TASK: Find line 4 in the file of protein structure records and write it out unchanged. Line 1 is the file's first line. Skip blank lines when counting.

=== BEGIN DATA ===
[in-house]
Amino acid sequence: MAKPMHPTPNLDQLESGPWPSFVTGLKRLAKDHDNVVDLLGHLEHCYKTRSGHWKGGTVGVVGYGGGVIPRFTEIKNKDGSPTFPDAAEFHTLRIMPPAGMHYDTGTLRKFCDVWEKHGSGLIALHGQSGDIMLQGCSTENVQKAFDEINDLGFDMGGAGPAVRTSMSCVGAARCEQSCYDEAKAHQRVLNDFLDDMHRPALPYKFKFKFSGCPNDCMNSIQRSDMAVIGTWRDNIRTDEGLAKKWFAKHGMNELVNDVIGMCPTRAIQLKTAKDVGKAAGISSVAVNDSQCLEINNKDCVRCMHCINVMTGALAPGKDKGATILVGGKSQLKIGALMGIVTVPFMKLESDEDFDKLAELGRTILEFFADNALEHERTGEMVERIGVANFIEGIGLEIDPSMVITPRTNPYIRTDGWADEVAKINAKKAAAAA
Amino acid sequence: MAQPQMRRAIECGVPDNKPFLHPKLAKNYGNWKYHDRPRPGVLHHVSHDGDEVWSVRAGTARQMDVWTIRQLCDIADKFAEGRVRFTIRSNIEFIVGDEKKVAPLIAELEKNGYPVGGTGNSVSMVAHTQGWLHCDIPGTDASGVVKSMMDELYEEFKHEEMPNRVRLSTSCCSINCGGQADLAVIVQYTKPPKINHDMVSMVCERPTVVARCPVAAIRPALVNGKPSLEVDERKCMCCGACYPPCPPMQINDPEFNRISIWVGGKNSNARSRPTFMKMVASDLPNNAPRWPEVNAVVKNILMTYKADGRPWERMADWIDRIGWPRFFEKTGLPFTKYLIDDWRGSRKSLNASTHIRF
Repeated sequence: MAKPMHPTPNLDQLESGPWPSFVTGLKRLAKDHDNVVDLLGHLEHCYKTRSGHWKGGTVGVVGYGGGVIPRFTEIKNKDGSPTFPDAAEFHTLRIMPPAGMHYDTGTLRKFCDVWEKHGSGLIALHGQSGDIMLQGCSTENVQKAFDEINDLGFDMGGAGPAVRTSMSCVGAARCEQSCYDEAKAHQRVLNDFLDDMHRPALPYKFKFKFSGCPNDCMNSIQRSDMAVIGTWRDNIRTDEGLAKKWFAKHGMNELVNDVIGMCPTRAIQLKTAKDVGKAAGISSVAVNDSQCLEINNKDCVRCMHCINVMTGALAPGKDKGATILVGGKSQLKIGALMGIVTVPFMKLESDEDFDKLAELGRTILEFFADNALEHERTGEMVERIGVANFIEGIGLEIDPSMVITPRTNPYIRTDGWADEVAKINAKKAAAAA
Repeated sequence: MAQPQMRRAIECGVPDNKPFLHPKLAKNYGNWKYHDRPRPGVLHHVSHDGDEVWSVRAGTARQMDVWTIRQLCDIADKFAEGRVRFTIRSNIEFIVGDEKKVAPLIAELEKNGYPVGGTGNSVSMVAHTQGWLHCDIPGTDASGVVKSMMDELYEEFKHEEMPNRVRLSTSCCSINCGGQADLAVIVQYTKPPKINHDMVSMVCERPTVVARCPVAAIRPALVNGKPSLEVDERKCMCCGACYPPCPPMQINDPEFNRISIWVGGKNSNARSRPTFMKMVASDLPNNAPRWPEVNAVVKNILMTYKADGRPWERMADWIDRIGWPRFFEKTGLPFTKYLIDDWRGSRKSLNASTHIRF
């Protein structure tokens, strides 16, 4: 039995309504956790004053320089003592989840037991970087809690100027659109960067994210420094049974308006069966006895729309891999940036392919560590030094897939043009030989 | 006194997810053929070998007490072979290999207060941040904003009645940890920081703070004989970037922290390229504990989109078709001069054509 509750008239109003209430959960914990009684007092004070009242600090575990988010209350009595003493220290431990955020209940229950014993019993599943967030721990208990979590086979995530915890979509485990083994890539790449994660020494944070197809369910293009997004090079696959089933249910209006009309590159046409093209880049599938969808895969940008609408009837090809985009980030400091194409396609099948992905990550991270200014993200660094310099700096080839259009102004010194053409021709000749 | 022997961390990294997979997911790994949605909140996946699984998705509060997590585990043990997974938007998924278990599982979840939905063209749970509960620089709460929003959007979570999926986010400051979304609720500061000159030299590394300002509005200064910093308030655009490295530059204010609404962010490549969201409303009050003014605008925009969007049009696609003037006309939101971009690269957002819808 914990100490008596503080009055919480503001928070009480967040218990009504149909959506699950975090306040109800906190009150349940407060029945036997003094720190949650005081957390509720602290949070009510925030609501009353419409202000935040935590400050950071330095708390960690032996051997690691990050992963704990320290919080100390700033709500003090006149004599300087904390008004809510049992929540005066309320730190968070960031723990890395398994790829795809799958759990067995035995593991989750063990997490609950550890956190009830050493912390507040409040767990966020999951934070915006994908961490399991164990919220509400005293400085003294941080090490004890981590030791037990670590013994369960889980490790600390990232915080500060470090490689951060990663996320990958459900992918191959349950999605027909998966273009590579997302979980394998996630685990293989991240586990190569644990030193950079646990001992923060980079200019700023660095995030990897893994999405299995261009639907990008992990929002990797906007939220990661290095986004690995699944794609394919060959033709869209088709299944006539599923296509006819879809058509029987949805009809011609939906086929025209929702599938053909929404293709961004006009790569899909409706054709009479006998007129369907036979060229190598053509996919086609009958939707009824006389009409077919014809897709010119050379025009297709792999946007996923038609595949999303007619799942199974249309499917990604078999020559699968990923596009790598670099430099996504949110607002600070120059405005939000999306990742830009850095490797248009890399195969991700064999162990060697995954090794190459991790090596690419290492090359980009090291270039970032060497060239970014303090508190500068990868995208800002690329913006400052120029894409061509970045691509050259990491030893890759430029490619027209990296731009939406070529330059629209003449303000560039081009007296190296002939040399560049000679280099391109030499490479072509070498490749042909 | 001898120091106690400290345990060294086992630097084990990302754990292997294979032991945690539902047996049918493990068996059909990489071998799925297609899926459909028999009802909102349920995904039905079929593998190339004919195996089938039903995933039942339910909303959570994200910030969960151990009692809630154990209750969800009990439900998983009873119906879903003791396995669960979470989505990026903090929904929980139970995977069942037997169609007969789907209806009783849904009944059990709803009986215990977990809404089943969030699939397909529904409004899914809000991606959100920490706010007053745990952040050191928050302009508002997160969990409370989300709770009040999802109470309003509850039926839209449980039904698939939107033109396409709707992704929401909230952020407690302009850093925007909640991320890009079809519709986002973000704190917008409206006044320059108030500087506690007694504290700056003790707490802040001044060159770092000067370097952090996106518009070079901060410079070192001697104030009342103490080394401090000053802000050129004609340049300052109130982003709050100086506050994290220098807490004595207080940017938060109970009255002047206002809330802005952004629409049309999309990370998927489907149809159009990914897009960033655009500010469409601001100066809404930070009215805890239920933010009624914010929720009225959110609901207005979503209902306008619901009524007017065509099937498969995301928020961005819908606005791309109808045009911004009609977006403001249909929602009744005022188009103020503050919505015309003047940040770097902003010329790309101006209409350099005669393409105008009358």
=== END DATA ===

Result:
Repeated sequence: MAKPMHPTPNLDQLESGPWPSFVTGLKRLAKDHDNVVDLLGHLEHCYKTRSGHWKGGTVGVVGYGGGVIPRFTEIKNKDGSPTFPDAAEFHTLRIMPPAGMHYDTGTLRKFCDVWEKHGSGLIALHGQSGDIMLQGCSTENVQKAFDEINDLGFDMGGAGPAVRTSMSCVGAARCEQSCYDEAKAHQRVLNDFLDDMHRPALPYKFKFKFSGCPNDCMNSIQRSDMAVIGTWRDNIRTDEGLAKKWFAKHGMNELVNDVIGMCPTRAIQLKTAKDVGKAAGISSVAVNDSQCLEINNKDCVRCMHCINVMTGALAPGKDKGATILVGGKSQLKIGALMGIVTVPFMKLESDEDFDKLAELGRTILEFFADNALEHERTGEMVERIGVANFIEGIGLEIDPSMVITPRTNPYIRTDGWADEVAKINAKKAAAAA